Physical activity enhances long-term quality of life in older adults: Efficacy, esteem, and affective influences
Elavsky, S., McAuley, E., Motl, R. W., Konopack, J. K., Marquez, D. X., Hu, L., Jerome, G. J., & Diener, E. (2005). Physical activity enhances long-term quality of life in older adults: Efficacy, esteem, and affective influences. Annals of Behavioral Medicine, 30(2), 138-145.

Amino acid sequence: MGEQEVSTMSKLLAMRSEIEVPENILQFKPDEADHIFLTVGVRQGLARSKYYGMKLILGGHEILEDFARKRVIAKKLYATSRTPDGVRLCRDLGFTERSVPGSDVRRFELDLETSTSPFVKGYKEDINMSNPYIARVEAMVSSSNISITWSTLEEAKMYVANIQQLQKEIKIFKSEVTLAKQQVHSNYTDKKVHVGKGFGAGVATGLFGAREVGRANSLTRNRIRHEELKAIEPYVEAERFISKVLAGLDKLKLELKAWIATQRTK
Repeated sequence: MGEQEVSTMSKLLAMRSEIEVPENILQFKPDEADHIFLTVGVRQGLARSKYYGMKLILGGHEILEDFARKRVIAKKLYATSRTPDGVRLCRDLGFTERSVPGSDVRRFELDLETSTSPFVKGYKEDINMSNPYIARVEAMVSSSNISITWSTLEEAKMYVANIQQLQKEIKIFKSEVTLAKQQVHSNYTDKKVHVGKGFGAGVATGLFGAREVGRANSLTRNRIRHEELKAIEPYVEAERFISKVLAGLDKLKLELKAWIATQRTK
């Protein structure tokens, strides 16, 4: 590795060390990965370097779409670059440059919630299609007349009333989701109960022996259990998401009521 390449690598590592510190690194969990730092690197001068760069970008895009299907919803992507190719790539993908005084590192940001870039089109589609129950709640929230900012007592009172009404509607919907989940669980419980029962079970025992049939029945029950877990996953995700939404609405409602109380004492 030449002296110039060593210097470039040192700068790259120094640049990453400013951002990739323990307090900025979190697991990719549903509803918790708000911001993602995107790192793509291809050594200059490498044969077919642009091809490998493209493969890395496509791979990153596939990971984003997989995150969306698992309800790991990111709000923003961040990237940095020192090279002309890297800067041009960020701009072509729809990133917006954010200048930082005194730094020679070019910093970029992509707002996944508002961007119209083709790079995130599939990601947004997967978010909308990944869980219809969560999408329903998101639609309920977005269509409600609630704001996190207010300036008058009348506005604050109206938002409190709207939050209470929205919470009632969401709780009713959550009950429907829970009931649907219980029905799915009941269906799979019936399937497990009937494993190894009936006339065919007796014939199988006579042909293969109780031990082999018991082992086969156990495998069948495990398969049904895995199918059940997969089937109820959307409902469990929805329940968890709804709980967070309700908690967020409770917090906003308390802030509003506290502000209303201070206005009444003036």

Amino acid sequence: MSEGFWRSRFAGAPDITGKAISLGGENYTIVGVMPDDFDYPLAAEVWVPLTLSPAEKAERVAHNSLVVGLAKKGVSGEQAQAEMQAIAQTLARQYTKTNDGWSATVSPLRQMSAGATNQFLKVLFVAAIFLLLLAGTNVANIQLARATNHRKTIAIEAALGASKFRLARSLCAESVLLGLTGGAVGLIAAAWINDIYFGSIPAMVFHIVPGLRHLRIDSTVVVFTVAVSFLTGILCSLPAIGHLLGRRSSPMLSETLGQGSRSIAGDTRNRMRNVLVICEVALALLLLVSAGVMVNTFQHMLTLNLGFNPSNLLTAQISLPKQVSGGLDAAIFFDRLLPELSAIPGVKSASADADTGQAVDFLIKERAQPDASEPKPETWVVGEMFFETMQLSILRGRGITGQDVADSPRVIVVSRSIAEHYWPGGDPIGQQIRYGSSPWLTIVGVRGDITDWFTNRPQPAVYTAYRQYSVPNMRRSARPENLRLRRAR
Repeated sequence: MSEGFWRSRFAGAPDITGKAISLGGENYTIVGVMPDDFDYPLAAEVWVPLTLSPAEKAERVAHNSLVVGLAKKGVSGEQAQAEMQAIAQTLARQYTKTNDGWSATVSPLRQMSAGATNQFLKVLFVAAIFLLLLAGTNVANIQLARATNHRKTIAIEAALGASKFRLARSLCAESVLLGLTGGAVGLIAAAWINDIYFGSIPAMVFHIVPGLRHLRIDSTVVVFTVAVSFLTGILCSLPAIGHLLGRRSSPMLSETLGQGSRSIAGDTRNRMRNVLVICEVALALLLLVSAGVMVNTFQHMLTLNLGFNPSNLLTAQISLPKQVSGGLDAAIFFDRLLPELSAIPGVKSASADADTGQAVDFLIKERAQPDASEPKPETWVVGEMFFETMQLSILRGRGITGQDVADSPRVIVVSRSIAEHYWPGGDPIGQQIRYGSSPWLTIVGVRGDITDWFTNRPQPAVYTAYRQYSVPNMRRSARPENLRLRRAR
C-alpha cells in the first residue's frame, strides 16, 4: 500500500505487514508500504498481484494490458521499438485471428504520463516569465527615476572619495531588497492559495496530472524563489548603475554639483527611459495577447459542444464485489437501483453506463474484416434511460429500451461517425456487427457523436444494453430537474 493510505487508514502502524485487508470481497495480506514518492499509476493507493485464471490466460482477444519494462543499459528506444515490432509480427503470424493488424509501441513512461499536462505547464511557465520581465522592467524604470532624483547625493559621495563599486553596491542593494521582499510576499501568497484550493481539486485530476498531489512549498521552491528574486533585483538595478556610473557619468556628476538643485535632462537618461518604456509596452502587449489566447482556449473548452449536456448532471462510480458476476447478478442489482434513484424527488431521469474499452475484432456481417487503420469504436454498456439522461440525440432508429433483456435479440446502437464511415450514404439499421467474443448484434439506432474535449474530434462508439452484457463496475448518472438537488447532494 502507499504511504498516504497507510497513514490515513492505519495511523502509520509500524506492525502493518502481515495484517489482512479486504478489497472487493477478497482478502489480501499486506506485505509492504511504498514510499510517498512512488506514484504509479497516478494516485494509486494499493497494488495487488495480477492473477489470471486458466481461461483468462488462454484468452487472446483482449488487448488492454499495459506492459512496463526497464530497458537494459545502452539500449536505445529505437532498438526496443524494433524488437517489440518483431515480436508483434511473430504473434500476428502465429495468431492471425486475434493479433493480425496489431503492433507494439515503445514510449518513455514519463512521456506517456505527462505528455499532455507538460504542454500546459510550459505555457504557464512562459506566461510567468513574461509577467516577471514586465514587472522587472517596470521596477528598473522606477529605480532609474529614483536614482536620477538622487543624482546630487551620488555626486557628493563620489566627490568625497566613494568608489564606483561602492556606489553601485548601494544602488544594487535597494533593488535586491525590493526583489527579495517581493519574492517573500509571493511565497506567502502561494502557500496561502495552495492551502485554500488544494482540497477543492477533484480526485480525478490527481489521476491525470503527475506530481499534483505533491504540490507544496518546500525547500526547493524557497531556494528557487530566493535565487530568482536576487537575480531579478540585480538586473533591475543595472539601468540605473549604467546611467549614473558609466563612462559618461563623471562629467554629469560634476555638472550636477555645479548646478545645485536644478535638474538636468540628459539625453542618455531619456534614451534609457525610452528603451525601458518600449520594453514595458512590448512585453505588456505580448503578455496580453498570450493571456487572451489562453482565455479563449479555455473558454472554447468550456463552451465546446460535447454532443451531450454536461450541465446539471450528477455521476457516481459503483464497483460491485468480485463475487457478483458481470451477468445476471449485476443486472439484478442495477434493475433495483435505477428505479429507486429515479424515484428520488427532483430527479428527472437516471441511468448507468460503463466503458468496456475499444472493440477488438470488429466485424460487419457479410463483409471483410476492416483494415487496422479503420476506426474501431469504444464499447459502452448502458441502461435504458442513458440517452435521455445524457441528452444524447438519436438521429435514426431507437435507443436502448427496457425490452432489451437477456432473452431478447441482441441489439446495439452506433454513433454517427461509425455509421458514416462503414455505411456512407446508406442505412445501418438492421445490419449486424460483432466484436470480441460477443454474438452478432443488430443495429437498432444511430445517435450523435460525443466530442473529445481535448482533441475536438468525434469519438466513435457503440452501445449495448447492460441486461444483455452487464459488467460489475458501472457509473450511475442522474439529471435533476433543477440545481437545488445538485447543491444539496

Background: Physical activity has been effective in enhancing quality of life (QOL) of older adults over relatively short periods of time. However, little is known about the longterm effects of physical activity and even less about the possible mediators of this relationship.Purpose: We examined the mediating effects of psychological variables on the relationship between physical activity and global QOL (satisfaction with life) in older adults over a 4-year period.Methods: Participants (N = 174, M age = 66.7 years) completed a battery of psychosocial measures at 1 and 5 years following enrollment in a 6-month randomized controlled exercise trial.Results: Panel analysis conducted within a covariance modeling framework indicated that physical activity was related to self-efficacy, physical self-esteem, and positive affect at 1 year, and in turn, greater levels of self-efficacy and positive affect were associated with higher levels of QOL. Analyses indicated that changes in physical activity over the 4-year period were related to increases in physical self-esteem and positive affect, but only positive affect directly influenced improvements in QOL.Conclusions: The findings lend support to the position that physical activity effects on QOL are in part mediated by intermediate psychological outcomes and that physical activity can have long-term effects on well-being.
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